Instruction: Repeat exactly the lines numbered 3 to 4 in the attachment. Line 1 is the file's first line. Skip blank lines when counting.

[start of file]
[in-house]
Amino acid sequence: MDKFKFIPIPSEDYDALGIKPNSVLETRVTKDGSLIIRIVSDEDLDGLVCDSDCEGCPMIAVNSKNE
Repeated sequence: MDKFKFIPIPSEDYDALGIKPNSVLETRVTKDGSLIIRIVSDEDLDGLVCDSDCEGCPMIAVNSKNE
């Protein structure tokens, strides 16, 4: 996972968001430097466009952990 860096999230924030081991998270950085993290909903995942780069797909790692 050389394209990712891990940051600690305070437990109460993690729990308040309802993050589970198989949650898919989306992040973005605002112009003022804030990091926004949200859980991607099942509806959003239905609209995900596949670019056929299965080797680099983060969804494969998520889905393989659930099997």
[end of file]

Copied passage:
Repeated sequence: MDKFKFIPIPSEDYDALGIKPNSVLETRVTKDGSLIIRIVSDEDLDGLVCDSDCEGCPMIAVNSKNE
């Protein structure tokens, strides 16, 4: 996972968001430097466009952990 860096999230924030081991998270950085993290909903995942780069797909790692 050389394209990712891990940051600690305070437990109460993690729990308040309802993050589970198989949650898919989306992040973005605002112009003022804030990091926004949200859980991607099942509806959003239905609209995900596949670019056929299965080797680099983060969804494969998520889905393989659930099997």